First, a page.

Operation American Greatness: Russiagate Links 19 Dec 2016

(updated as time permits)

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Gustav Gressel, a senior policy fellow at the European Council on Foreign Relations (ECFR), told The Cipher Brief that NATO allies do not feel good about Trump’s lack of confidence in America’s intelligence services. But he also said the problem goes beyond that. “It is more than distrust in intelligence. It is Trump’s erratic behavior and egomania.”
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President-elect Trump repeatedly stressed during the campaign that he would not elaborate on his plans to counter adversaries, arguing the need for the element of surprise – don’t tell your adversaries what you’re going to do. So is there a rationale for Trump’s often inflammatory claims, and if so, to what end?

Historically, strategists from Sun Tzu to Thomas “Stonewall” Jackson to Richard Nixon have preached that bewildering an adversary allows one to maintain initiative. But the same cannot be said for bewildering an ally.

From: Trump, Russia, and the CIA: Allies and Adversaries Confused | The Cipher Brief

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There are several possible explanations for Trump’s position. They are not mutually exclusive. First, he may be trying to shore up his political standing before the Electoral College vote on Monday. Second, he may be attempting to undermine the credibility of US intelligence agencies in advance of his taking office so that he can intimidate them and have a freer hand in reshaping the intelligence product to suit his objectives. Third, he may be testing his ability to go over the heads of intelligence professionals and congressional critics and persuade the American public to follow his version of the truth about national security threats. And finally, he may be seeking to cover up evidence of involvement or prior knowledge by members of his campaign team or himself in the Russian cyberattack.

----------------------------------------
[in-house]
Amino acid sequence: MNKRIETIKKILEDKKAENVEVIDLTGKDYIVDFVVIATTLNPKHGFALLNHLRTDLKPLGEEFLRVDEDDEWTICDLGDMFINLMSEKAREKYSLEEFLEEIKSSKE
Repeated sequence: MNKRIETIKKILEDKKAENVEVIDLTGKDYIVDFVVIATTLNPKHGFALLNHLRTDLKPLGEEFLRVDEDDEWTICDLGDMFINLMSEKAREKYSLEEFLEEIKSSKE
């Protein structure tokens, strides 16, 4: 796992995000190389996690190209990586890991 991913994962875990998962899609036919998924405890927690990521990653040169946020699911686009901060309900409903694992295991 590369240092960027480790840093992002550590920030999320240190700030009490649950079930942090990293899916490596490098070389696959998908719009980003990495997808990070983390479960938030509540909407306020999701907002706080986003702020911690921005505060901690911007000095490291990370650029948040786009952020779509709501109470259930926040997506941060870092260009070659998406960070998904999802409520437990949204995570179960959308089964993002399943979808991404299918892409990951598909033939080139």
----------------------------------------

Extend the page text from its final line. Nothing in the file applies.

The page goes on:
In each case the president-elect is inviting an interpretation that his behavior is treasonous. The federal crime of treason is committed by a person “owing allegiance to the United States who . . . adheres to their enemies, giving them aid or comfort,” and misprision of treason is committed by a person “having knowledge of the commission of any treason [who] conceals and does not disclose” the crime. By denigrating or seeking to prevent an investigation of the Russian cyberattack Trump is giving aid or comfort to an enemy of the United States, a crime that is enhanced if the fourth explanation applies — that he is in fact seeking to cover up his staff’s or his own involvement in or prior knowledge of the attack.

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Arizona Senator John McCain said Sunday that Russian hacking during the 2016 election threatens to “destroy democracy.”

The Republican chair of the Senate Armed Services Committee pushed for a special select committee to investigate the CIA’s finding that Russia hacked the Democratic National Committee and a top Hillary Clinton aide in an effort to help elect Donald Trump as President.